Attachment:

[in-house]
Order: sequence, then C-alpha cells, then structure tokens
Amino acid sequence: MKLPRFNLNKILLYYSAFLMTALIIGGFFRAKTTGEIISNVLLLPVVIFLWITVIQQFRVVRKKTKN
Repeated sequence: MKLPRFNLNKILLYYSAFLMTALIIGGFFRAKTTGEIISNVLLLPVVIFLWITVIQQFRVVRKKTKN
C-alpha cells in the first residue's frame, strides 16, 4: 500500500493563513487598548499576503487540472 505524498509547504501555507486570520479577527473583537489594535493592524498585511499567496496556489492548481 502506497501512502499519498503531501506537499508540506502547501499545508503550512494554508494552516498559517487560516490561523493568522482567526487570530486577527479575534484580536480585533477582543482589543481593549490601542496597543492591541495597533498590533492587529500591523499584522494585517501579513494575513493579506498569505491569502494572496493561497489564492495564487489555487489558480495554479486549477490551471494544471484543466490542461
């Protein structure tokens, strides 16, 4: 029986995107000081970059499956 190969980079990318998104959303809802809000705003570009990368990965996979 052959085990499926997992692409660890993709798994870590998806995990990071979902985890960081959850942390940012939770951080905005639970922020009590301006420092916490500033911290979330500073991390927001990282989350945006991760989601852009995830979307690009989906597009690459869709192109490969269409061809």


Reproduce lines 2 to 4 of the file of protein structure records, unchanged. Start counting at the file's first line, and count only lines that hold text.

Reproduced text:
Order: sequence, then C-alpha cells, then structure tokens
Amino acid sequence: MKLPRFNLNKILLYYSAFLMTALIIGGFFRAKTTGEIISNVLLLPVVIFLWITVIQQFRVVRKKTKN
Repeated sequence: MKLPRFNLNKILLYYSAFLMTALIIGGFFRAKTTGEIISNVLLLPVVIFLWITVIQQFRVVRKKTKN